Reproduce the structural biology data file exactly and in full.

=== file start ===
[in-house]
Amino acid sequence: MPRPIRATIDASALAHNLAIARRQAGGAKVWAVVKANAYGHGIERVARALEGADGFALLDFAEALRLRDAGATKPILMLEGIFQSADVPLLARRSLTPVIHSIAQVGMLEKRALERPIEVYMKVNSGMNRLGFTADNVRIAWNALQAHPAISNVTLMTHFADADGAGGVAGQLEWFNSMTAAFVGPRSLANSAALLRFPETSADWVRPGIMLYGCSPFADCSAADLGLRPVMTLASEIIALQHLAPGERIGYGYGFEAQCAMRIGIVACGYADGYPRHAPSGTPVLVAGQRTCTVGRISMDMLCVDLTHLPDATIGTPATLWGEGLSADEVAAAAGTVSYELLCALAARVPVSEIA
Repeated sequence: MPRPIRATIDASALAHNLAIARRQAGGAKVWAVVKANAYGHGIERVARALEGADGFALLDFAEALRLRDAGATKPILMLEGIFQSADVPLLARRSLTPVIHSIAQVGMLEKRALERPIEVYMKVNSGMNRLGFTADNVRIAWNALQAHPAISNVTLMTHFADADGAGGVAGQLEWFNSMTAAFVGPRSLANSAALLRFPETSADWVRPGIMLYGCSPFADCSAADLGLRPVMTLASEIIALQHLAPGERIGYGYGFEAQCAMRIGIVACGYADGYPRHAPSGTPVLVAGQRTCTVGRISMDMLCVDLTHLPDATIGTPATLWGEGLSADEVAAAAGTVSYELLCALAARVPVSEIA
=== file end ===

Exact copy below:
[in-house]
Amino acid sequence: MPRPIRATIDASALAHNLAIARRQAGGAKVWAVVKANAYGHGIERVARALEGADGFALLDFAEALRLRDAGATKPILMLEGIFQSADVPLLARRSLTPVIHSIAQVGMLEKRALERPIEVYMKVNSGMNRLGFTADNVRIAWNALQAHPAISNVTLMTHFADADGAGGVAGQLEWFNSMTAAFVGPRSLANSAALLRFPETSADWVRPGIMLYGCSPFADCSAADLGLRPVMTLASEIIALQHLAPGERIGYGYGFEAQCAMRIGIVACGYADGYPRHAPSGTPVLVAGQRTCTVGRISMDMLCVDLTHLPDATIGTPATLWGEGLSADEVAAAAGTVSYELLCALAARVPVSEIA
Repeated sequence: MPRPIRATIDASALAHNLAIARRQAGGAKVWAVVKANAYGHGIERVARALEGADGFALLDFAEALRLRDAGATKPILMLEGIFQSADVPLLARRSLTPVIHSIAQVGMLEKRALERPIEVYMKVNSGMNRLGFTADNVRIAWNALQAHPAISNVTLMTHFADADGAGGVAGQLEWFNSMTAAFVGPRSLANSAALLRFPETSADWVRPGIMLYGCSPFADCSAADLGLRPVMTLASEIIALQHLAPGERIGYGYGFEAQCAMRIGIVACGYADGYPRHAPSGTPVLVAGQRTCTVGRISMDMLCVDLTHLPDATIGTPATLWGEGLSADEVAAAAGTVSYELLCALAARVPVSEIA